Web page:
ALTCS also has the right to file a lien against real property. However, if a spouse is alive, a lien will not be filed.  Additionally, the State only has a right to file a lien against the real property if the ALTCS recipient was in a long-term care nursing home for 90 or more days with no intent to return home.  There are some additional exemptions to these rules as well.

While the rules are confusing, it is always beneficial to investigate whether an ALTCS application is worth pursuing.

Written by: Emily B. Kile, Esq.

The Importance of Long Term Care Planning

Why Estate Planning is so Important for Long Term Care Planning?

Daily, clients call our office and tell us, “My mom has dementia and I don’t think it is safe for her to be home alone any more and she cannot afford to have 24 hour home care or go to a group home or memory care unit”. During our consultation, I ask the family member to provide me with copies of the current estate planning document and most importantly the financial power of attorney.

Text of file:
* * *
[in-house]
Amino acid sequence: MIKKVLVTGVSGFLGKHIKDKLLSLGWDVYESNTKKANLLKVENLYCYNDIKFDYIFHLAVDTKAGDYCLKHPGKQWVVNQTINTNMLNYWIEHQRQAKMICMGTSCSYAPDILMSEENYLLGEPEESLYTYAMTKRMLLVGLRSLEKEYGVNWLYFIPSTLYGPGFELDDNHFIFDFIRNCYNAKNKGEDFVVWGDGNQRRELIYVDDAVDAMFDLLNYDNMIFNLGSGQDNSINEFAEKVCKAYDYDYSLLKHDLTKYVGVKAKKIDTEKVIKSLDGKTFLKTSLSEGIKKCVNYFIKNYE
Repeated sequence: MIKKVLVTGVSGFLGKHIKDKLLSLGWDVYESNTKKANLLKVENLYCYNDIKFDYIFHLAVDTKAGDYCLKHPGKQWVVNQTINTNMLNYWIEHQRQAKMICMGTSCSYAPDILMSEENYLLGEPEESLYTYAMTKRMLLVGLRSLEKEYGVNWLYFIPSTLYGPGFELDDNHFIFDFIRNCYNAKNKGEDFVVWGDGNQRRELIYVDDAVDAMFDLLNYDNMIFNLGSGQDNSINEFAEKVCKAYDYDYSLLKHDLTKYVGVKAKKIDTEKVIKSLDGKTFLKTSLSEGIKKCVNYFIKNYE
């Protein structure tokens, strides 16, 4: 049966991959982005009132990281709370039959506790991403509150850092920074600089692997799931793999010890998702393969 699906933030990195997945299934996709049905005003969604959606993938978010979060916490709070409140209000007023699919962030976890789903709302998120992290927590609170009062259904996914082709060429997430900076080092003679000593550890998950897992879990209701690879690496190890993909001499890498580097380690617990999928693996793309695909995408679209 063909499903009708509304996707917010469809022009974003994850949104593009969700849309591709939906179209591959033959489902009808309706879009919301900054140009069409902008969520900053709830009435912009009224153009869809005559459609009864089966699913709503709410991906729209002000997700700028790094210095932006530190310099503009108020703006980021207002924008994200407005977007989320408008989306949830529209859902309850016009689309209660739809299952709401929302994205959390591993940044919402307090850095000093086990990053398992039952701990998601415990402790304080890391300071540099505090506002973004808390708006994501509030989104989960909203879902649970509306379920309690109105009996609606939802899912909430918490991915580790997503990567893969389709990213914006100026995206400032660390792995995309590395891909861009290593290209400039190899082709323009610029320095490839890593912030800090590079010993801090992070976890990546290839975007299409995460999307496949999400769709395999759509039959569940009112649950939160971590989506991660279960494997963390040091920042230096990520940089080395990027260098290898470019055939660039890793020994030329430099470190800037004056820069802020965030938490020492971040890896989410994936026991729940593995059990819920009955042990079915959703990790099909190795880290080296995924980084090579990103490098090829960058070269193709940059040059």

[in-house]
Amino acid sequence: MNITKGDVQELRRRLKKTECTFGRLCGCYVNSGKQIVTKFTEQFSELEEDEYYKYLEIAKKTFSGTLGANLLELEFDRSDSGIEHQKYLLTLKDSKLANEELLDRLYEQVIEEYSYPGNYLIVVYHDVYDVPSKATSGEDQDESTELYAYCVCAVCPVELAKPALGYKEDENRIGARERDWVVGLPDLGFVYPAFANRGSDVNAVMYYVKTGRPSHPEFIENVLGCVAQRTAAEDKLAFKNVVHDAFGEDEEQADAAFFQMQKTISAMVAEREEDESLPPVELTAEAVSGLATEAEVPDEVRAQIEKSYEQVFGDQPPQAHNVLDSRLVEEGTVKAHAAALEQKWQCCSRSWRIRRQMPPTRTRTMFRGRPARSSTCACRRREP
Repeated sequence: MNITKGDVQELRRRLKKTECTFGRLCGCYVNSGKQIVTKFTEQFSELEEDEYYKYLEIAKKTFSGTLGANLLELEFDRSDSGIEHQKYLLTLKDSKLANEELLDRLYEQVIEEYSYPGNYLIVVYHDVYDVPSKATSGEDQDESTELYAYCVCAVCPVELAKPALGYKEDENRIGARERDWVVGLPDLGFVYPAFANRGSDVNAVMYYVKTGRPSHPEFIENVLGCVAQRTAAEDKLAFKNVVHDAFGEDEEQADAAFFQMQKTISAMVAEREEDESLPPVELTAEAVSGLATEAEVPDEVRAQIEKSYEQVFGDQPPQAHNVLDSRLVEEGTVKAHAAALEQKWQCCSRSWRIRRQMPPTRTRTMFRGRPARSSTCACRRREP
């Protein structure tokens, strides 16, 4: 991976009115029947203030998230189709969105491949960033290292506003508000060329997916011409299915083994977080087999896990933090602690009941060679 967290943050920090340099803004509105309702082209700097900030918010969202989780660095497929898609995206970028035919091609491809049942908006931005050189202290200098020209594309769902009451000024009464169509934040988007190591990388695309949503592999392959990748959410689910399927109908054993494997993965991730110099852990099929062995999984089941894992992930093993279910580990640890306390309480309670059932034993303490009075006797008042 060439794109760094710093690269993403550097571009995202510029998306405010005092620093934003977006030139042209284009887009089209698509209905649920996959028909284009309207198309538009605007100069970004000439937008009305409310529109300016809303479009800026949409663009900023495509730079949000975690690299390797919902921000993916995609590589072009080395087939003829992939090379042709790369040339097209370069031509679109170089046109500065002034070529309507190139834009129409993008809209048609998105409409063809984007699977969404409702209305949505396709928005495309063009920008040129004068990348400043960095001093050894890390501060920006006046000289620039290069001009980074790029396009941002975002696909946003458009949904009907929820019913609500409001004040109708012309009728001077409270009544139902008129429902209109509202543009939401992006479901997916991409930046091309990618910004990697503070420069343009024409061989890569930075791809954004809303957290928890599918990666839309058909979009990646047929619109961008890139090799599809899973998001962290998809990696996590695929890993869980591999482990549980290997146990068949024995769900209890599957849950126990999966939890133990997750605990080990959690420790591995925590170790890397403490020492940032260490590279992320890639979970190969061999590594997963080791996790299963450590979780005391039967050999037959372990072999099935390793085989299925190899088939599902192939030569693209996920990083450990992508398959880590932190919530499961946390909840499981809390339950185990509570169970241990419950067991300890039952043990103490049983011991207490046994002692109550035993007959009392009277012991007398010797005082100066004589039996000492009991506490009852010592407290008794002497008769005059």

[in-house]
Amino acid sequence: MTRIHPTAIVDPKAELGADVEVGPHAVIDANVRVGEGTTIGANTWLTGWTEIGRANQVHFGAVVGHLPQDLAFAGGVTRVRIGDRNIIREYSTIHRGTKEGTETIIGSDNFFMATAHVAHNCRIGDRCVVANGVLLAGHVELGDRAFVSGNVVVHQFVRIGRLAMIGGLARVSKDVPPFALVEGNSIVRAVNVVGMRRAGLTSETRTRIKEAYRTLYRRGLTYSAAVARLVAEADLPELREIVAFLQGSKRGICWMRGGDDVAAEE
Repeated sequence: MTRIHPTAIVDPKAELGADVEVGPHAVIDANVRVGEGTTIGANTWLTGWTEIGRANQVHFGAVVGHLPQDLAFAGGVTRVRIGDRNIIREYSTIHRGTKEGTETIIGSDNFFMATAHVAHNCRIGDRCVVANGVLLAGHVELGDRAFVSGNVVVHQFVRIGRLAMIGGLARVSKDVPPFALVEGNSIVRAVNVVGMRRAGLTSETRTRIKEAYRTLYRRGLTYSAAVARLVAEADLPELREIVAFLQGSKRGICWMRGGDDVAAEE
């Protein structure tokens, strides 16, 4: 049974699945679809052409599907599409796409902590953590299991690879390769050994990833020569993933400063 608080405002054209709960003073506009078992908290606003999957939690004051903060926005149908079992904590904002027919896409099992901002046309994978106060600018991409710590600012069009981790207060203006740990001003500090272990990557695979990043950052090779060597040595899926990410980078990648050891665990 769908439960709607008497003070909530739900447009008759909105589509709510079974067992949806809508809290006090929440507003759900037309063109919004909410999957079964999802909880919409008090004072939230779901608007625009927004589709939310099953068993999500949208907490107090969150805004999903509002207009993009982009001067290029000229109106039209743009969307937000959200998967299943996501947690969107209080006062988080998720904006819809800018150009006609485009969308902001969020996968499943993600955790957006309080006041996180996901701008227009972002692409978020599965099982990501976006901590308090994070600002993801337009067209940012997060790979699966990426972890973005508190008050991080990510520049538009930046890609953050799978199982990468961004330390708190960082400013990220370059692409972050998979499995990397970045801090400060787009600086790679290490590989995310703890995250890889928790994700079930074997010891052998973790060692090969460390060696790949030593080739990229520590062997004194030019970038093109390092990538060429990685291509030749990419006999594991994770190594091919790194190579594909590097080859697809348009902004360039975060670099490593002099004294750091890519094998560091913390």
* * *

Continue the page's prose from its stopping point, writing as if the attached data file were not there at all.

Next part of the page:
Without a financial power of attorney, if mom is no longer competent to sign documents, we might have to go to Court to get permission to sell the home and manage the resulting funds. This could be true even if mom’s spouse is still living as there is no statutory right to sell a house for someone.

Additionally, if mom’s income is higher than the cap, we might need to create and fund an Income Only Trust or Miller Trust. Again, without specific authority in the documents, we could need a Court action to get that in place and unfortunately, court matters can take time and be fairly expensive.

Although accessing ALTCS (Arizona’s Medicaid program that helps pay for long term care costs) is the last resort, trying to preserve some of the assets of the person in need can still be a goal. ALTCS does not pay for hearing aids, dental care or a private room. Additionally, it can take 3-6 months to get an approval from ALTCS and typically there is no retroactive pay unless the person is in a nursing home.